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What should men know about prostate-specific antigen screening before giving informed consent?

  • Evelyn C.Y Chan
    Affiliations
    Division of General Internal Medicine (ECYC), University of Texas Health Sciences Center, Houston, Texas, USA
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  • Daniel P Sulmasy
    Correspondence
    Requests for reprints should be addressed to Daniel Sulmasy, OFM, MD, PhD, The John J. Conley Department of Ethics, St. Vincents Hospital and Medical Center, 153 W. 11th Street, New York, NY 10011
    Affiliations
    Center for Clinical Bioethics and the Division of General Internal Medicine (DPS), Georgetown University Medical Center, Washington, DC.USA
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      Abstract

      Purpose: Since prostate-specific antigen (PSA) screening is controversial, some authorities recommend that patients give informed consent before testing. We identified and compared what facts experts and patients thought men should know.
      Subjects and Methods: We recruited a Delphi panel of national experts (6 urologists and 6 non-urologists) and conducted 6 focus groups of couples (48 subjects) with 24 screened and unscreened men from a university hospital. We ranked key facts that experts and couples thought men ought to know before consenting to PSA screening and conducted a multidisciplinary focus group to help interpret the findings.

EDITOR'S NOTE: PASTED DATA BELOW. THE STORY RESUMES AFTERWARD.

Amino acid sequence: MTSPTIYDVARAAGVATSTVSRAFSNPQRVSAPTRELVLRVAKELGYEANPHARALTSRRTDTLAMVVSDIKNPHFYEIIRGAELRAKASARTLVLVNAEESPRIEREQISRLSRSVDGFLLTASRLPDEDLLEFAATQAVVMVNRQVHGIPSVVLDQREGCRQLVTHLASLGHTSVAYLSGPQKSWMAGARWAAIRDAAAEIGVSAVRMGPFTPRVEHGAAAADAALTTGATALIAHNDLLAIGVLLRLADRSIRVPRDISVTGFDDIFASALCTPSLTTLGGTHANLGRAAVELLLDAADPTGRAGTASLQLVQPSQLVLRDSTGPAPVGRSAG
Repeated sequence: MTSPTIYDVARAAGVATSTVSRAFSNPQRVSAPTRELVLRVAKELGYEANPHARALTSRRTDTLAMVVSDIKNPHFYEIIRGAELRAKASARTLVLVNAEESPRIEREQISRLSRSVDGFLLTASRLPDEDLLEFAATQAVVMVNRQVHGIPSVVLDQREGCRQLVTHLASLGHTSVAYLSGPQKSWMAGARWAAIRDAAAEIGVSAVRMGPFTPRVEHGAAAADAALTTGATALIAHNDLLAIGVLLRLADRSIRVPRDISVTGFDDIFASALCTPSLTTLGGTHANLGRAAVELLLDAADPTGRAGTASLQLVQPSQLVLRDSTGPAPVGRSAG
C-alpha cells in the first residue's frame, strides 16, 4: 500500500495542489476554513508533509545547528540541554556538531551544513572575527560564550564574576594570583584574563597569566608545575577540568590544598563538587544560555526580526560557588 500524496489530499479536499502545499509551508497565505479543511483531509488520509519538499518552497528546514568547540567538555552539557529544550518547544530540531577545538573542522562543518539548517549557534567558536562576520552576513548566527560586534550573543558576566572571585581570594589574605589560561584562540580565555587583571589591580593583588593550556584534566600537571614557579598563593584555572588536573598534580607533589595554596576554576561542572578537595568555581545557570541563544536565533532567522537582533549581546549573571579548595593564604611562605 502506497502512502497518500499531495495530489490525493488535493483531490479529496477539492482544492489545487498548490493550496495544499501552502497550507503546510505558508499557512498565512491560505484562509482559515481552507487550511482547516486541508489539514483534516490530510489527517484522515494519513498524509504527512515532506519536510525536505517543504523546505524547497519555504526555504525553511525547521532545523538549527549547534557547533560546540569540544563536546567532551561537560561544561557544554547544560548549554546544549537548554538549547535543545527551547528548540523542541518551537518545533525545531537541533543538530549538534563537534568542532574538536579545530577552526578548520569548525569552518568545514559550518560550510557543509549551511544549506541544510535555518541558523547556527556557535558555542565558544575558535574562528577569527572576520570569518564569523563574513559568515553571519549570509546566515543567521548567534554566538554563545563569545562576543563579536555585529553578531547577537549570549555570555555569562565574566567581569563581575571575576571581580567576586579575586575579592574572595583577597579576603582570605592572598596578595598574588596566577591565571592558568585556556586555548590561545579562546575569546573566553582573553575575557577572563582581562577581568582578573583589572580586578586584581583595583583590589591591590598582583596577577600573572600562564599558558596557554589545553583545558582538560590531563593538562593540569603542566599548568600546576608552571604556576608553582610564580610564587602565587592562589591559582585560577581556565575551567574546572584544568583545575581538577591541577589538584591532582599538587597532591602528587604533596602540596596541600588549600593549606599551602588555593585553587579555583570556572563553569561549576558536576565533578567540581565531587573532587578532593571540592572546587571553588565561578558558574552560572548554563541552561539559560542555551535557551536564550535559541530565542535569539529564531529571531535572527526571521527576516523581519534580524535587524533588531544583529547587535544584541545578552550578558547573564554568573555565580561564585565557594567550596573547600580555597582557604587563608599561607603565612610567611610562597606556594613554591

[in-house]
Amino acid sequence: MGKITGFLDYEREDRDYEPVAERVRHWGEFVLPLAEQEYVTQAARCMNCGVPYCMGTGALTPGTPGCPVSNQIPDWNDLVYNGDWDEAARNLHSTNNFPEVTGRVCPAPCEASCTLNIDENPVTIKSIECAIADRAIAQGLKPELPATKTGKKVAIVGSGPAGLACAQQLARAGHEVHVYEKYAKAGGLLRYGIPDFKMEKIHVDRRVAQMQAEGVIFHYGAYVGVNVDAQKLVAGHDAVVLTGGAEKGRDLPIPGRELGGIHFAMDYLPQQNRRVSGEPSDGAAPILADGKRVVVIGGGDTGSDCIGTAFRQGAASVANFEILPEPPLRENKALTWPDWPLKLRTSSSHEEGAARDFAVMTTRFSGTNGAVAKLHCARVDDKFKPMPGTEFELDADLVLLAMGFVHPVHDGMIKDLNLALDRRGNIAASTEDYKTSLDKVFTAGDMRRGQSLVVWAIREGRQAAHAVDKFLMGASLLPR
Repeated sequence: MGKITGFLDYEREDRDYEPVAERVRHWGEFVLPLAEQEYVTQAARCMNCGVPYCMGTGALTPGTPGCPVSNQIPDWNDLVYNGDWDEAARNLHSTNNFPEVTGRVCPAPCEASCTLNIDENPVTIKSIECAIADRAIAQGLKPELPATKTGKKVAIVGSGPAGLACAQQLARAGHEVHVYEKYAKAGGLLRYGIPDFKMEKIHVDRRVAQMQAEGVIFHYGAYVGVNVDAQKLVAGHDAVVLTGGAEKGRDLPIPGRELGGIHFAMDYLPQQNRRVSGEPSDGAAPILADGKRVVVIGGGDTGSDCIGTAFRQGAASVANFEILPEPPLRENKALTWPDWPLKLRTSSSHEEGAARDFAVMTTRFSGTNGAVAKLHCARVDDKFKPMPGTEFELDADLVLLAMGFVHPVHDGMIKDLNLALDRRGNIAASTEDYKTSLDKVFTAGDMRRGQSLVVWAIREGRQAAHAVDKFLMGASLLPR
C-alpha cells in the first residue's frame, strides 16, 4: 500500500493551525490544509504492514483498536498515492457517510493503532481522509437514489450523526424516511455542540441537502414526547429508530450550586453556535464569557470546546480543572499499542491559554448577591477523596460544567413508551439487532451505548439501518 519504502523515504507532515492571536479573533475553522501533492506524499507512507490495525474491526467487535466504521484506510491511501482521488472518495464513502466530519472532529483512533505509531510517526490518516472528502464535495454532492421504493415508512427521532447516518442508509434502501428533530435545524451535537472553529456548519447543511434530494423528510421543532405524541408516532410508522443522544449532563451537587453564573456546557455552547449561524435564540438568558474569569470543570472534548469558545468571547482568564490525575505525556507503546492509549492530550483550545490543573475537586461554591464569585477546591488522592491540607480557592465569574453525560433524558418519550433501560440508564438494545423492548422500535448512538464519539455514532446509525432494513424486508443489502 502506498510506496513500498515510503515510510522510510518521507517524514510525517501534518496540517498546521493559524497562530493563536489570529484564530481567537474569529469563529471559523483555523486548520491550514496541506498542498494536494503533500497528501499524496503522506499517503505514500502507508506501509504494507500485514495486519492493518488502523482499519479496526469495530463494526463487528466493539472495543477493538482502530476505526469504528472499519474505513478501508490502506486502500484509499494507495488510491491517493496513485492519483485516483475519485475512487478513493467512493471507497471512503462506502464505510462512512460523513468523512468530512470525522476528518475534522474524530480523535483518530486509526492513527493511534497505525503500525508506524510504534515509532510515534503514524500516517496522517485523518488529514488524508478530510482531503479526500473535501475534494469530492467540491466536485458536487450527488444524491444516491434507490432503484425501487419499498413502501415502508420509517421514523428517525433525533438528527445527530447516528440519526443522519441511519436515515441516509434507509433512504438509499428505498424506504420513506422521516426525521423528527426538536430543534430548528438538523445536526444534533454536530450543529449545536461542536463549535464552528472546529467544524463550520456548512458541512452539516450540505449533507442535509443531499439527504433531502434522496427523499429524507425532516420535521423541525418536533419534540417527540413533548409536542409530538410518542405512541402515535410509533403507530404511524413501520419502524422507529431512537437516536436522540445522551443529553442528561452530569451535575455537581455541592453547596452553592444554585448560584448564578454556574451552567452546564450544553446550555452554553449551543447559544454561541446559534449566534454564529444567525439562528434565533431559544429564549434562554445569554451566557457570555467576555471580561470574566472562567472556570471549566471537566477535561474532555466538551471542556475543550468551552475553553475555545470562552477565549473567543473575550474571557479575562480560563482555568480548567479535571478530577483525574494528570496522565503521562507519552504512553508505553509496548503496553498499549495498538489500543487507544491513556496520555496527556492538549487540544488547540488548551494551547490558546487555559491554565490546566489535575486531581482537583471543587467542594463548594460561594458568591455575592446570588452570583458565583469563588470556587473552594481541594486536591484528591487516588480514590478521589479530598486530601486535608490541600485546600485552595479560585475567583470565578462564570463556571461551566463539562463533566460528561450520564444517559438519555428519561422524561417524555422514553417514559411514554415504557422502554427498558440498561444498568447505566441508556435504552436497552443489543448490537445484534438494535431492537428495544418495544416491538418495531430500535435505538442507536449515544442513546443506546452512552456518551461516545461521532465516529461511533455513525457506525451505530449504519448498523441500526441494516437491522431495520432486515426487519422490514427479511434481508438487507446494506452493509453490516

Results: All participants would disclose that false positive and false negative results can occur and that it is not known whether PSA screening reduces prostate cancer mortality. The 12 experts would disclose the uncertain benefits of treating early, localized prostate cancer. All 24 couples would disclose that the PSA test is a blood test and that patients may worry about results. The 6 urologists would disclose that prostate cancer is often incurable when symptoms appear; the 6 non-urologists, that it can be asymptomatic. The 12 couples with screened men would disclose that the PSA test can detect cancer sooner than the digital rectal examination; the 12 couples with unscreened men, that PSA testing is controversial.
      Conclusions: Physicians and patients agree upon some facts that men should know about PSA screening before giving informed consent. However, physicians fail to emphasize other facts that patients find important. Physicians may differ by expertise; patients, by experience. Our findings provide content for informed consent for PSA screening, and our method may be useful for other controversial tests.
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